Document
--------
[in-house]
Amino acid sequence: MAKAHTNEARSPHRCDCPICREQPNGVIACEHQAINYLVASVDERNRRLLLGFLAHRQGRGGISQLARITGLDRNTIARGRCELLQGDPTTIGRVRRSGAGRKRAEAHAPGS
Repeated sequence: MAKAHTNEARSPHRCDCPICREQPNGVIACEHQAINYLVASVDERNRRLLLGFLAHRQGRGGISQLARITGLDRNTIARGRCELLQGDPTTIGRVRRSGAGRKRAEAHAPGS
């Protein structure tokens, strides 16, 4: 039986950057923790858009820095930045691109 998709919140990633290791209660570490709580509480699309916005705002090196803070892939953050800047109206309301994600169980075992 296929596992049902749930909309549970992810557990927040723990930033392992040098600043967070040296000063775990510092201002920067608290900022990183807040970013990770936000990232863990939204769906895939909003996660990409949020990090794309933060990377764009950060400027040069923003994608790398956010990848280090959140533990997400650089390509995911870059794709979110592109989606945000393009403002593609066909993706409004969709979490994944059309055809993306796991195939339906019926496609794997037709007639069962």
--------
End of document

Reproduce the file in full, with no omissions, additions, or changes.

[in-house]
Amino acid sequence: MAKAHTNEARSPHRCDCPICREQPNGVIACEHQAINYLVASVDERNRRLLLGFLAHRQGRGGISQLARITGLDRNTIARGRCELLQGDPTTIGRVRRSGAGRKRAEAHAPGS
Repeated sequence: MAKAHTNEARSPHRCDCPICREQPNGVIACEHQAINYLVASVDERNRRLLLGFLAHRQGRGGISQLARITGLDRNTIARGRCELLQGDPTTIGRVRRSGAGRKRAEAHAPGS
């Protein structure tokens, strides 16, 4: 039986950057923790858009820095930045691109 998709919140990633290791209660570490709580509480699309916005705002090196803070892939953050800047109206309301994600169980075992 296929596992049902749930909309549970992810557990927040723990930033392992040098600043967070040296000063775990510092201002920067608290900022990183807040970013990770936000990232863990939204769906895939909003996660990409949020990090794309933060990377764009950060400027040069923003994608790398956010990848280090959140533990997400650089390509995911870059794709979110592109989606945000393009403002593609066909993706409004969709979490994944059309055809993306796991195939339906019926496609794997037709007639069962």